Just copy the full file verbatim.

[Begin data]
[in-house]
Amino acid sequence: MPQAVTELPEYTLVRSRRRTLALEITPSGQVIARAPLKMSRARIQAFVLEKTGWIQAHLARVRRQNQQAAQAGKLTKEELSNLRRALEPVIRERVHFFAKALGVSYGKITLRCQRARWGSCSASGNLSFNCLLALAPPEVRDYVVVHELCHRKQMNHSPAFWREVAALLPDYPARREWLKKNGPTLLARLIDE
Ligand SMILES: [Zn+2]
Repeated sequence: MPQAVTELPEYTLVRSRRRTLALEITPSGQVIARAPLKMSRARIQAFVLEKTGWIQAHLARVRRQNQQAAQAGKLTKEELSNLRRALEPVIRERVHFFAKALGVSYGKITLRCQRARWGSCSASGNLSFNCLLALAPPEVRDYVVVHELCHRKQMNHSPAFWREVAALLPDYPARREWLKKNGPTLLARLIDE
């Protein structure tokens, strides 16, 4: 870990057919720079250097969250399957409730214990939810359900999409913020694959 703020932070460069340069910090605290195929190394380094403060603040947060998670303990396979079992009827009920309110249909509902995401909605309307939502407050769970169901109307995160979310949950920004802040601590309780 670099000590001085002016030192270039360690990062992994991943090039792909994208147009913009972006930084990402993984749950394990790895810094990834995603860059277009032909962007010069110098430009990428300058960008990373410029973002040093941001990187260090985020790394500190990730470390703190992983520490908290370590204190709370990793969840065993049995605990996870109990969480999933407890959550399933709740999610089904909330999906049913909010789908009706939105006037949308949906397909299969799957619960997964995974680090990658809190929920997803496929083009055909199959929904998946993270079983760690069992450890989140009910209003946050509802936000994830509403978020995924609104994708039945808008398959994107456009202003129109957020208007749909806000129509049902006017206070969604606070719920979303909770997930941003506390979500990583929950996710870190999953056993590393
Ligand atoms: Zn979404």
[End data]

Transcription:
[in-house]
Amino acid sequence: MPQAVTELPEYTLVRSRRRTLALEITPSGQVIARAPLKMSRARIQAFVLEKTGWIQAHLARVRRQNQQAAQAGKLTKEELSNLRRALEPVIRERVHFFAKALGVSYGKITLRCQRARWGSCSASGNLSFNCLLALAPPEVRDYVVVHELCHRKQMNHSPAFWREVAALLPDYPARREWLKKNGPTLLARLIDE
Ligand SMILES: [Zn+2]
Repeated sequence: MPQAVTELPEYTLVRSRRRTLALEITPSGQVIARAPLKMSRARIQAFVLEKTGWIQAHLARVRRQNQQAAQAGKLTKEELSNLRRALEPVIRERVHFFAKALGVSYGKITLRCQRARWGSCSASGNLSFNCLLALAPPEVRDYVVVHELCHRKQMNHSPAFWREVAALLPDYPARREWLKKNGPTLLARLIDE
């Protein structure tokens, strides 16, 4: 870990057919720079250097969250399957409730214990939810359900999409913020694959 703020932070460069340069910090605290195929190394380094403060603040947060998670303990396979079992009827009920309110249909509902995401909605309307939502407050769970169901109307995160979310949950920004802040601590309780 670099000590001085002016030192270039360690990062992994991943090039792909994208147009913009972006930084990402993984749950394990790895810094990834995603860059277009032909962007010069110098430009990428300058960008990373410029973002040093941001990187260090985020790394500190990730470390703190992983520490908290370590204190709370990793969840065993049995605990996870109990969480999933407890959550399933709740999610089904909330999906049913909010789908009706939105006037949308949906397909299969799957619960997964995974680090990658809190929920997803496929083009055909199959929904998946993270079983760690069992450890989140009910209003946050509802936000994830509403978020995924609104994708039945808008398959994107456009202003129109957020208007749909806000129509049902006017206070969604606070719920979303909770997930941003506390979500990583929950996710870190999953056993590393
Ligand atoms: Zn979404």